Table of Contents Author Guidelines Submit a Manuscript
PPAR Research
Volume 2012 (2012), Article ID 858352, 7 pages
Review Article

Nutraceuticals as Ligands of PPAR

1Division of Nutrition, BFLSON and Health Professions, Urban Life Building, 140 Decatur Street, Suite 862, Atlanta, GA 30303, USA
2Department of Pharmacology, Physiology and Toxicology, Joan C Edwards School of Medicine, Marshall University, One John Marshall Drive, Huntington, WV 25755, USA

Received 27 February 2012; Revised 10 April 2012; Accepted 13 April 2012

Academic Editor: Christopher J. Nicol

Copyright © 2012 Meera Penumetcha and Nalini Santanam. This is an open access article distributed under the Creative Commons Attribution License, which permits unrestricted use, distribution, and reproduction in any medium, provided the original work is properly cited.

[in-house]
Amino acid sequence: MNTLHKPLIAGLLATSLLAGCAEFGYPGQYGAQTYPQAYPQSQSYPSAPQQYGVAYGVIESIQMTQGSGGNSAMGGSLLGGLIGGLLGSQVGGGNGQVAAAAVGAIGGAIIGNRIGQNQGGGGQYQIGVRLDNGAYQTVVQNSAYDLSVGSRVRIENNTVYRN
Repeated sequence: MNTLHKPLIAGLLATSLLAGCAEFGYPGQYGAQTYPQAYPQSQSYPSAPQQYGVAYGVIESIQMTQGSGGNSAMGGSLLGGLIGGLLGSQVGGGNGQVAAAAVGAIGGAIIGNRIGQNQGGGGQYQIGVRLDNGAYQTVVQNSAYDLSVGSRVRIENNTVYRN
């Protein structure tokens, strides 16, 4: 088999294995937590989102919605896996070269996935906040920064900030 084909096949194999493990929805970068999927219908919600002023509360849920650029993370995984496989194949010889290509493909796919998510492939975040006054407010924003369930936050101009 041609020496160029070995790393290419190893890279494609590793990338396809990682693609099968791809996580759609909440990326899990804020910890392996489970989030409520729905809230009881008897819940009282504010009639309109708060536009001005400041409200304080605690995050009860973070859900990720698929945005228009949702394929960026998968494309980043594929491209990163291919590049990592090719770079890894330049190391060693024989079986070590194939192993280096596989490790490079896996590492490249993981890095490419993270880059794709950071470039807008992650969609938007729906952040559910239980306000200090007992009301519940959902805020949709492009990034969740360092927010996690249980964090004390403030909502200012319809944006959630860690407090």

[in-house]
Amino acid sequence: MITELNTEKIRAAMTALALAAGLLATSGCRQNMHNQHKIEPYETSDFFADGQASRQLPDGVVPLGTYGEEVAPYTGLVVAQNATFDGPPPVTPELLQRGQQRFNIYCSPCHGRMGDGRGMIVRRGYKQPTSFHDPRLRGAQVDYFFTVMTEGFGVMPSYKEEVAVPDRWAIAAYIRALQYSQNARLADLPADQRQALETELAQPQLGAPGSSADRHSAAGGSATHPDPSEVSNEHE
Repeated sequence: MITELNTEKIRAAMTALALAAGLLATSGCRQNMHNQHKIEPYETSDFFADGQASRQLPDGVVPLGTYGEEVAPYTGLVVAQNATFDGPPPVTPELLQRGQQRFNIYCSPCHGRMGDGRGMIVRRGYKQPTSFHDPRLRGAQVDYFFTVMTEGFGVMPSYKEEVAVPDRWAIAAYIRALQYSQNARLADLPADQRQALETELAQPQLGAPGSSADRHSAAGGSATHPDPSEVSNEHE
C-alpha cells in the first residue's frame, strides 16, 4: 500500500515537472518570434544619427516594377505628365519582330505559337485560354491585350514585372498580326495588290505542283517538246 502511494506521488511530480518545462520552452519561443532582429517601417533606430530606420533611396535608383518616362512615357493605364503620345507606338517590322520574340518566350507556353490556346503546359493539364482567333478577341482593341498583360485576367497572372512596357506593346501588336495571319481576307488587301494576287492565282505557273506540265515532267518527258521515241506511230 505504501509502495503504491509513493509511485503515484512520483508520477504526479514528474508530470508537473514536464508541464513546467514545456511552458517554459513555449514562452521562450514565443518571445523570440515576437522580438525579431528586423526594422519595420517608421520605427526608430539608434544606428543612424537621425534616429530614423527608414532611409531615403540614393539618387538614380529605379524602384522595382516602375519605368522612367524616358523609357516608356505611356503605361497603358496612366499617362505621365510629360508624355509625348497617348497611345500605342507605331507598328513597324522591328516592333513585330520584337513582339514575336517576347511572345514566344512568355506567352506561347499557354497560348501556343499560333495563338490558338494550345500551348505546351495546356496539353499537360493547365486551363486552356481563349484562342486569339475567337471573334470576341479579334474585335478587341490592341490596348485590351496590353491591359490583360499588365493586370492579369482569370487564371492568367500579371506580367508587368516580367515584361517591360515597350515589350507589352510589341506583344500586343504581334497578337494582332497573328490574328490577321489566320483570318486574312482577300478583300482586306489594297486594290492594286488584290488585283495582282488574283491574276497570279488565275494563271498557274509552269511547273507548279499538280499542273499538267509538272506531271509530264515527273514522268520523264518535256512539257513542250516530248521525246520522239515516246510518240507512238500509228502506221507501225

Peroxisome proliferator-activated receptors (PPARs) are ligand-activated nuclear receptors that respond to several exogenous and endogenous ligands by modulating genes related to lipid, glucose, and insulin homeostasis. PPARγ, expressed in adipose tissue and liver, regulates lipid storage and glucose metabolism and is the target of type 2 diabetes drugs, thiazolidinediones (TZDs). Due to high levels of toxicity associated with the first generation TZDs, troglitazone (Rezulin), rosiglitazone (Avandia), and pioglitazone (Actos), there is a renewed search for newer PPAR drugs that exhibit better efficacy but lesser toxicity. In recent years, there has been a definite increase in the consumption of dietary supplements among diabetics, due to the possible health benefits associated with these nutraceutical components. With this impetus, investigations into alternative natural ligands of PPARs has also risen. This review highlights some of the dietary compounds (dietary lipids, isoflavones, and other flavanoids) that bind and transactivate PPARγ. A better understanding of the physiological effects of this PPAR activation by nutraceuticals and the availability of high-throughput technologies should lead to the discovery of less toxic alternatives to the PPAR drugs currently on the market.